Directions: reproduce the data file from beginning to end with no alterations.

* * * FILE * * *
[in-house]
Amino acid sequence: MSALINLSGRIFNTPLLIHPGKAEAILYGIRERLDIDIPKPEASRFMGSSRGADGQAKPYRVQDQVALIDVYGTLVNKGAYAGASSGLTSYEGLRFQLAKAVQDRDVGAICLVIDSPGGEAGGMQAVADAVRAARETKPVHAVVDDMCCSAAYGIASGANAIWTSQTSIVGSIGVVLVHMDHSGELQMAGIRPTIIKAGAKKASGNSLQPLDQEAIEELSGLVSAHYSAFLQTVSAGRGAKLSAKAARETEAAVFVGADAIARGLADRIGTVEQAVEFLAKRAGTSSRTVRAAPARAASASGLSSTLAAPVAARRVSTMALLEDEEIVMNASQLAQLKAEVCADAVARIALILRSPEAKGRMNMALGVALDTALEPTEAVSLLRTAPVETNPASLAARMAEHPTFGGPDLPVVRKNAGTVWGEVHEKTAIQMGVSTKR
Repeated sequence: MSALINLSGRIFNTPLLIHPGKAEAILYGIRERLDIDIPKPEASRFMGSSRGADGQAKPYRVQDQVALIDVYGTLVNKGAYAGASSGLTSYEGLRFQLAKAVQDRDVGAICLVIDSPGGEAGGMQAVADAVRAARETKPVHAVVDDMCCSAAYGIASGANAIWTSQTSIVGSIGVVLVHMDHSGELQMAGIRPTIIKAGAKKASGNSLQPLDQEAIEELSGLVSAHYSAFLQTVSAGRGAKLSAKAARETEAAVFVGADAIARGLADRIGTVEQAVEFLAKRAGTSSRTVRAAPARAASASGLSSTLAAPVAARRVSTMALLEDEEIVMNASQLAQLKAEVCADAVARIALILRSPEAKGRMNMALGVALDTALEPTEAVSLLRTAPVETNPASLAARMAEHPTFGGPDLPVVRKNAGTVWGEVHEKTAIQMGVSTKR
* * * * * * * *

[in-house]
Amino acid sequence: MSALINLSGRIFNTPLLIHPGKAEAILYGIRERLDIDIPKPEASRFMGSSRGADGQAKPYRVQDQVALIDVYGTLVNKGAYAGASSGLTSYEGLRFQLAKAVQDRDVGAICLVIDSPGGEAGGMQAVADAVRAARETKPVHAVVDDMCCSAAYGIASGANAIWTSQTSIVGSIGVVLVHMDHSGELQMAGIRPTIIKAGAKKASGNSLQPLDQEAIEELSGLVSAHYSAFLQTVSAGRGAKLSAKAARETEAAVFVGADAIARGLADRIGTVEQAVEFLAKRAGTSSRTVRAAPARAASASGLSSTLAAPVAARRVSTMALLEDEEIVMNASQLAQLKAEVCADAVARIALILRSPEAKGRMNMALGVALDTALEPTEAVSLLRTAPVETNPASLAARMAEHPTFGGPDLPVVRKNAGTVWGEVHEKTAIQMGVSTKR
Repeated sequence: MSALINLSGRIFNTPLLIHPGKAEAILYGIRERLDIDIPKPEASRFMGSSRGADGQAKPYRVQDQVALIDVYGTLVNKGAYAGASSGLTSYEGLRFQLAKAVQDRDVGAICLVIDSPGGEAGGMQAVADAVRAARETKPVHAVVDDMCCSAAYGIASGANAIWTSQTSIVGSIGVVLVHMDHSGELQMAGIRPTIIKAGAKKASGNSLQPLDQEAIEELSGLVSAHYSAFLQTVSAGRGAKLSAKAARETEAAVFVGADAIARGLADRIGTVEQAVEFLAKRAGTSSRTVRAAPARAASASGLSSTLAAPVAARRVSTMALLEDEEIVMNASQLAQLKAEVCADAVARIALILRSPEAKGRMNMALGVALDTALEPTEAVSLLRTAPVETNPASLAARMAEHPTFGGPDLPVVRKNAGTVWGEVHEKTAIQMGVSTKR